The Stanley Parable creators are struggling with success, and why the best thing you can buy is time
“We never really planned for this level of success, we knew about how much money we needed the game to make in total to continue doing this kind of work full time, and in three days we made about five times that,” Galactic Café’s Davey Wreden told the Report.
The Stanley Parable began life as a Half-Life 2 mod, and has since been expanded into a full game, being sold for $15 on Steam. It’s the sort of thing that rarely finds mainstream success, but the game has sold over 100,000 copies since its release last Thursday, leading Wreden to write an honest, often introspective blog post about what that success means for him and the team behind the game.
The idea that success can be just as hard to process as failure is rarely talked about in creative fields, you often receive notes from others saying they’d be more than willing to take these problems off your hands. This leads to creative people struggling in a situation that is wholly new and uncomfortable, without much of a roadmap for how to move forward.
Success can be as challenging as failure
“William [Pugh, the other half of the game’s design team] and I both immediately fell into a kind of mental trap that I've heard other indie devs describe as well, where the more money we made the more dissatisfied we became with it,” Wreden explained. “On day one when I knew I'd have money I was absolutely on cloud nine. On day two when that money doubled, we began thinking about all the money we WEREN'T making.”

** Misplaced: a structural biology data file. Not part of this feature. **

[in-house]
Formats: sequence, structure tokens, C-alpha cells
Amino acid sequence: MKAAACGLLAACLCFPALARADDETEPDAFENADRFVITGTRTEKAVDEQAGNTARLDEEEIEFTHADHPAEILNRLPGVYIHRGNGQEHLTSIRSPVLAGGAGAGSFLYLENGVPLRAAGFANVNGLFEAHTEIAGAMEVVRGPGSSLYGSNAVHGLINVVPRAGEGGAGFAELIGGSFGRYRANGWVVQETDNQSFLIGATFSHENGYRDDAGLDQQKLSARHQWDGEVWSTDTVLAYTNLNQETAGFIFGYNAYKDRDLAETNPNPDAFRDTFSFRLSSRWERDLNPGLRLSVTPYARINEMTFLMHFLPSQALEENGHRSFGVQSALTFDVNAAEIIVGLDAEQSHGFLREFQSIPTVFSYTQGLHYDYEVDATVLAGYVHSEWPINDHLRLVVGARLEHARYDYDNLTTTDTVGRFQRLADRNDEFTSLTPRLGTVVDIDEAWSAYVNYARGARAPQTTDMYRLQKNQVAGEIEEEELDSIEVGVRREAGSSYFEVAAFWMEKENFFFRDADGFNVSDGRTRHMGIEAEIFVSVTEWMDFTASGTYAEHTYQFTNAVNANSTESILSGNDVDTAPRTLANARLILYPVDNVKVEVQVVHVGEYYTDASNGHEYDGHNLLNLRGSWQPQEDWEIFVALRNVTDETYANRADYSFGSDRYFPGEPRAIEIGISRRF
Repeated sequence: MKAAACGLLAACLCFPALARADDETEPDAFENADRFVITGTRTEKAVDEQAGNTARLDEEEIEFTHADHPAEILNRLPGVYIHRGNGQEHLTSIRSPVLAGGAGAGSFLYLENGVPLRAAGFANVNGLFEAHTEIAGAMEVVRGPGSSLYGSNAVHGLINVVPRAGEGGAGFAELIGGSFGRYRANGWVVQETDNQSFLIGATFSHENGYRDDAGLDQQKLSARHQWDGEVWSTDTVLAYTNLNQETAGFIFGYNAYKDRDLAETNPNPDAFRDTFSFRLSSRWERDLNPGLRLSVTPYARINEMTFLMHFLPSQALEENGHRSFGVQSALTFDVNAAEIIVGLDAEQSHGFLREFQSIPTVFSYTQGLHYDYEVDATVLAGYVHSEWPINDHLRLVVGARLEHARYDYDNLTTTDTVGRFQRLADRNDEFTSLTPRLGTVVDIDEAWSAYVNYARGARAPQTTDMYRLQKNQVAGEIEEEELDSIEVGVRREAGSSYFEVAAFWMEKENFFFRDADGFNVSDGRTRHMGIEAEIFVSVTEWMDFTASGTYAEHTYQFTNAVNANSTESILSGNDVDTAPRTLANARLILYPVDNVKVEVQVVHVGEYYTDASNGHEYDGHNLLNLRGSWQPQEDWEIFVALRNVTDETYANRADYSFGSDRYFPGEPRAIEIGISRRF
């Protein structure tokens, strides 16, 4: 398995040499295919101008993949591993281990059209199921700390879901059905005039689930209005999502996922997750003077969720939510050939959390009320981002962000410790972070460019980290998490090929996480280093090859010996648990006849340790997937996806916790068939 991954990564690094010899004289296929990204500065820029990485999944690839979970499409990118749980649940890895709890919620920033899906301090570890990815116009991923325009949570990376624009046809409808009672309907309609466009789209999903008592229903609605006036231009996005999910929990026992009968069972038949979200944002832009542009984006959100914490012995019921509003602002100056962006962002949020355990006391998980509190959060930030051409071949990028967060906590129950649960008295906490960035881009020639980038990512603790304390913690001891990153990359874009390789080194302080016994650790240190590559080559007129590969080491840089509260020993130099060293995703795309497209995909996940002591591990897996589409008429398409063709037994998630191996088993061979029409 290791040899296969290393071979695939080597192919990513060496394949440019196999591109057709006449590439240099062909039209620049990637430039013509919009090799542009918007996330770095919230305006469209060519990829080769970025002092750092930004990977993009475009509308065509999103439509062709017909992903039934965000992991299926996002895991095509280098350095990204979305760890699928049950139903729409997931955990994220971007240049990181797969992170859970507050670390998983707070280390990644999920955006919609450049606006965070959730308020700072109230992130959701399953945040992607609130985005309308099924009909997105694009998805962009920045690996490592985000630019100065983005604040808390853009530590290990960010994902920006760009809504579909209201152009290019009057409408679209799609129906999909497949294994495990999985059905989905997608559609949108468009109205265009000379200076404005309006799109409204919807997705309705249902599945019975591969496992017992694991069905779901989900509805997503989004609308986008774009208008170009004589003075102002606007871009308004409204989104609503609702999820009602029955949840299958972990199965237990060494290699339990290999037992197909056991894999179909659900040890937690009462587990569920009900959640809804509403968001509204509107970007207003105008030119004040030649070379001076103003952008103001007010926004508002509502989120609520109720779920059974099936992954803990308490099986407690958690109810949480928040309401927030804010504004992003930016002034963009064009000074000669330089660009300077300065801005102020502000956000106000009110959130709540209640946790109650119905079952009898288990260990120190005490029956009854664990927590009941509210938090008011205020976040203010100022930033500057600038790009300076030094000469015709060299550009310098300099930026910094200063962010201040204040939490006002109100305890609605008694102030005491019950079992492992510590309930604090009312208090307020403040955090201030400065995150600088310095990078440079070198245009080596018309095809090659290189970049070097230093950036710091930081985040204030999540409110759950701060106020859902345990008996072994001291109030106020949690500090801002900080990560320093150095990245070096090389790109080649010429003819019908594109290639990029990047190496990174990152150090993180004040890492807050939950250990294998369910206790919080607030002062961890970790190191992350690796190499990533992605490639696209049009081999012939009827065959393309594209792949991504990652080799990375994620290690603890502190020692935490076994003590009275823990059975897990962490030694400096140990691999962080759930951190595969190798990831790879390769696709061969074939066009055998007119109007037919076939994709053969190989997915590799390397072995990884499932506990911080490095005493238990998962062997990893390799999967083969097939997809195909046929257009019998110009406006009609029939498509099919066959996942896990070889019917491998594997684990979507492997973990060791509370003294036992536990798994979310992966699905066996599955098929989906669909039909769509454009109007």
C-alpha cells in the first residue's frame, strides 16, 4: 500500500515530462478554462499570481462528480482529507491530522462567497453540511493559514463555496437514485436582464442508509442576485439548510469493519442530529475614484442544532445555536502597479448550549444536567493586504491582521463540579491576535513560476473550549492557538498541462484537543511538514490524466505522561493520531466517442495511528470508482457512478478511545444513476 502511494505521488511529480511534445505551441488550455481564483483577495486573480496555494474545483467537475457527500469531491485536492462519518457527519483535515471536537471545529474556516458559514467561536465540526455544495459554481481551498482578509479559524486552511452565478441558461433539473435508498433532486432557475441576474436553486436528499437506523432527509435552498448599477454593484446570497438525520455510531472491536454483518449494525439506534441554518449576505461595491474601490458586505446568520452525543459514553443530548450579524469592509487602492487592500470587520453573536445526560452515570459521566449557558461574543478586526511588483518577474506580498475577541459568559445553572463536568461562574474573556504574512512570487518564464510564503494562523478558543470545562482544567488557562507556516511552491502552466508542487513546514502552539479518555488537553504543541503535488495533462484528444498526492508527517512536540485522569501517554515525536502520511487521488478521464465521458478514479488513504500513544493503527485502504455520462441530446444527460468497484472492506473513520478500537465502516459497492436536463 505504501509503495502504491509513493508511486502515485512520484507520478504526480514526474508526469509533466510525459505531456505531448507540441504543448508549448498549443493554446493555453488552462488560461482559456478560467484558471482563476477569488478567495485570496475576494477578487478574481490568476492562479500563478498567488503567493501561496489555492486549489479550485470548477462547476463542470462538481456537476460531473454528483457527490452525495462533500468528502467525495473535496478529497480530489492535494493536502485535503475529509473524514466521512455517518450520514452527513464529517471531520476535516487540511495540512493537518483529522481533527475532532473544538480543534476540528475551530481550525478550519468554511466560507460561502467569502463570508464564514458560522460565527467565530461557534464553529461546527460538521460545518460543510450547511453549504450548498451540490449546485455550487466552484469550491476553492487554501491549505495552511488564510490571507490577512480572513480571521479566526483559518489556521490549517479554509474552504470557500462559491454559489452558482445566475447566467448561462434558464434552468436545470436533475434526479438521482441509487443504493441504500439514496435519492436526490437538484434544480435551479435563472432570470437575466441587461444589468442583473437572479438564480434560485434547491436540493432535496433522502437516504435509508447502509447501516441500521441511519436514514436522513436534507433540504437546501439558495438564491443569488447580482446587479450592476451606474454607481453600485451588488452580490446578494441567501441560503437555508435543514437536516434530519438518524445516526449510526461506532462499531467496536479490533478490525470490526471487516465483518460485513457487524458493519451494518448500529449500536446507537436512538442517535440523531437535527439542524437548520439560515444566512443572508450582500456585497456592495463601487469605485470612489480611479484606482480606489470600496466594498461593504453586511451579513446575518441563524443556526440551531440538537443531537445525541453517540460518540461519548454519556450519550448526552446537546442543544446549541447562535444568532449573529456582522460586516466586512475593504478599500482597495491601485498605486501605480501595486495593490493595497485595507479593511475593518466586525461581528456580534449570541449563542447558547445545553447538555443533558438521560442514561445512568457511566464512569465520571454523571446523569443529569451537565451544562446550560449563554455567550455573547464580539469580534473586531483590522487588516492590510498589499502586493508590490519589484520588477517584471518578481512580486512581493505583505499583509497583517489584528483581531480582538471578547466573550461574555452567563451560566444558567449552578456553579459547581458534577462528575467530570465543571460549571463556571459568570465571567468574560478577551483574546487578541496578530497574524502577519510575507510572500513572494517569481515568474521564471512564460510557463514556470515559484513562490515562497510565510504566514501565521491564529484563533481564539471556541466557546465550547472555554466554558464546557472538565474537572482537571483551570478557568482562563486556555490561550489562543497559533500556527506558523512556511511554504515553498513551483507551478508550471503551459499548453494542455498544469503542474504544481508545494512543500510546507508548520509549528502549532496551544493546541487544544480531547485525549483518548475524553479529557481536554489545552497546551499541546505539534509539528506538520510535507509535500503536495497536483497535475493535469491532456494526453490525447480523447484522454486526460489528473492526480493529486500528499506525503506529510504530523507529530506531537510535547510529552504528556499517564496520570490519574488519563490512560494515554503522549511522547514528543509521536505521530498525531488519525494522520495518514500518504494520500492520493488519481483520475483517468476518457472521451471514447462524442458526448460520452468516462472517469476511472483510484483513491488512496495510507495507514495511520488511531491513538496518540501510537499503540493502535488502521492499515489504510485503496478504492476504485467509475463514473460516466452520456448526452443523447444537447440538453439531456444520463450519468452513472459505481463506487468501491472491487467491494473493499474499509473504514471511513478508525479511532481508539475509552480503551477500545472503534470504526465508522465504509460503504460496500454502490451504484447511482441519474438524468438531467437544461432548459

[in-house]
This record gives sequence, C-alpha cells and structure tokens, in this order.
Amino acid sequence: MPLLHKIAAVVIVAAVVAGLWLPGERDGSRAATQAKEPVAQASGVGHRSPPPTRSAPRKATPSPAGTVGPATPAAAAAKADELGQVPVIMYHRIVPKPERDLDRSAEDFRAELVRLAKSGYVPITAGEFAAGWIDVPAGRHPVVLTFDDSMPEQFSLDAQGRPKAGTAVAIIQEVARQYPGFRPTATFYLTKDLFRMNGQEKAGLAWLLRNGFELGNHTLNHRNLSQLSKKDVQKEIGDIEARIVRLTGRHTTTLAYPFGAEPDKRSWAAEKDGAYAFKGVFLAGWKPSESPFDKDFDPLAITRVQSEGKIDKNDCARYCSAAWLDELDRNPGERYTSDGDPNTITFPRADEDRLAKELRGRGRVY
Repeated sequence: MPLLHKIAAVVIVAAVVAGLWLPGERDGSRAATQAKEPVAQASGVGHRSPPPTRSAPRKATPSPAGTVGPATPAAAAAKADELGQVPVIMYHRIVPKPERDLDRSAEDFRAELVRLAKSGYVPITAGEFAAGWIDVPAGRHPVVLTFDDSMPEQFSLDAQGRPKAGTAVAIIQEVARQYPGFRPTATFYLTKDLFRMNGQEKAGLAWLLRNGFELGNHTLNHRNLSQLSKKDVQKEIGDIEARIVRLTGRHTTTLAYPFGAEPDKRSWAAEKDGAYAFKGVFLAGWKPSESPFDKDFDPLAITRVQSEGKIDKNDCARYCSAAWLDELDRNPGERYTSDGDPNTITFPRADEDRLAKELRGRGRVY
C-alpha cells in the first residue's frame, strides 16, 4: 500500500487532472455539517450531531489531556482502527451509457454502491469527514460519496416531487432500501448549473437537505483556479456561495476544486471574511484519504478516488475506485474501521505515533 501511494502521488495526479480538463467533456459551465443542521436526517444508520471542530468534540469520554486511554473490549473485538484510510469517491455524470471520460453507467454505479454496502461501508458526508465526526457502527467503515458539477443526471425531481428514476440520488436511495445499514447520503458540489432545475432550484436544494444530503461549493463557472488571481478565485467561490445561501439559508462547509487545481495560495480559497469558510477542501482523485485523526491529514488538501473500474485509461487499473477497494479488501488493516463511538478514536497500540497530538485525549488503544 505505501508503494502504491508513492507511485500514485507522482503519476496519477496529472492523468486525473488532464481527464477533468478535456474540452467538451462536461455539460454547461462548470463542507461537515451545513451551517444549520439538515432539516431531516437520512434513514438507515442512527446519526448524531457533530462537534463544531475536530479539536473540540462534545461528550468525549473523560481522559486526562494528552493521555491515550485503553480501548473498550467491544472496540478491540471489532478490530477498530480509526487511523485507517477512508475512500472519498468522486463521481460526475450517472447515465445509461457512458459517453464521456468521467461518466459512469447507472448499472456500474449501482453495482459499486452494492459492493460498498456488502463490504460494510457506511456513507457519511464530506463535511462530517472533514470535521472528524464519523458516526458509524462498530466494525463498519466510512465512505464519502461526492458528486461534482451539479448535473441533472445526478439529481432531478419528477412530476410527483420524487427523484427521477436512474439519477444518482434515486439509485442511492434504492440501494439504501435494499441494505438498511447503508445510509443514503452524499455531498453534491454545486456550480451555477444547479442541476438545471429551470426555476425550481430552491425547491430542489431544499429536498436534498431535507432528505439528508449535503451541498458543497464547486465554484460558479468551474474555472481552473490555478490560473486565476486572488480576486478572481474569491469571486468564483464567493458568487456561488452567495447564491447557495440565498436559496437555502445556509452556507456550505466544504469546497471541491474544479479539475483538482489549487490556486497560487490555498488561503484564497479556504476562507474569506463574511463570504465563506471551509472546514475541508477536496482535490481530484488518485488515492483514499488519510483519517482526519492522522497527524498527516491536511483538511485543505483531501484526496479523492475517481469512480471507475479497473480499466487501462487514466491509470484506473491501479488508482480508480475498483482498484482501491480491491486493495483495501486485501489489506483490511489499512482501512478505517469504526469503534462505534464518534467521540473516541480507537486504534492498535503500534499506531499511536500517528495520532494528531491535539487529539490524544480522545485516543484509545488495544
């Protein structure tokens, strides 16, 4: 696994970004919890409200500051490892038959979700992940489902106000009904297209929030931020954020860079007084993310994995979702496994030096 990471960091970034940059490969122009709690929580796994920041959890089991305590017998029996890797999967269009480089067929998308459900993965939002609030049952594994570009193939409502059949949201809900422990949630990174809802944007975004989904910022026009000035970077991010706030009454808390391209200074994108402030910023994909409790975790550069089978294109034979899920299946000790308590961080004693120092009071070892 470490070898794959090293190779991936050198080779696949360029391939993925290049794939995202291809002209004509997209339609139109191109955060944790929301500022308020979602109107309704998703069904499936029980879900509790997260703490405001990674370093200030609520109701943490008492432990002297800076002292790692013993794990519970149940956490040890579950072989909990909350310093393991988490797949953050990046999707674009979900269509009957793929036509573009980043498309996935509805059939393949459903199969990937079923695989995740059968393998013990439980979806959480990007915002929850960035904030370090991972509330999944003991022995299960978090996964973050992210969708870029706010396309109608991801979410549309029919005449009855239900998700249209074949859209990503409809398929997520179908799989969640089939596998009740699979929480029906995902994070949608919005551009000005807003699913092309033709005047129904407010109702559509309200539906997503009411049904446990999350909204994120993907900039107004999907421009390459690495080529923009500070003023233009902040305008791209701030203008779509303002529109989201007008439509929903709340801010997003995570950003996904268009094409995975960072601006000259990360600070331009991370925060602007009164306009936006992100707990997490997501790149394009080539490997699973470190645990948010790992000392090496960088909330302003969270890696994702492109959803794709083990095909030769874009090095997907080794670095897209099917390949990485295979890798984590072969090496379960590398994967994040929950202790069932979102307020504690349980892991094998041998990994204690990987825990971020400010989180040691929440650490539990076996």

Everything from revenue splits to licensing went back under the microscope as Wreden began to worry that, in fact, they could have made much more money with their game.
“I felt myself becoming competitive with other devs who had made a lot of money, becoming upset if I hadn't made as much as they had, or if I had made some decision that left money on the table, etc. It's a really toxic mindset, and in talking with other people in this situation I found that it's something everyone goes through, so it was nice to realize it's not personal,” Wreden said. “William and I were talking on Skype and we both started describing these feelings and each breathed a sigh of life saying ‘okay, I’m glad I’m not the only one!’”
This is an incredibly destructive and counter-productive way to deal with the launch of your game, and it led to Wreden searching for different ways to process what was happening.
“So the solution for me is not to think about money as being money, but as being time,” he said. “What I made was not a lot of money, I made a lot of time to do whatever the hell I want. I can go for many years and do basically anything creatively that my heart desires!”
Things came back into focus once he stopped thinking about money as a high score, something that could and maybe should be maximized, and instead thought of the success as freedom to focus on the next game, now with even fewer restraints on content, timing, and financial support.
The power of small teams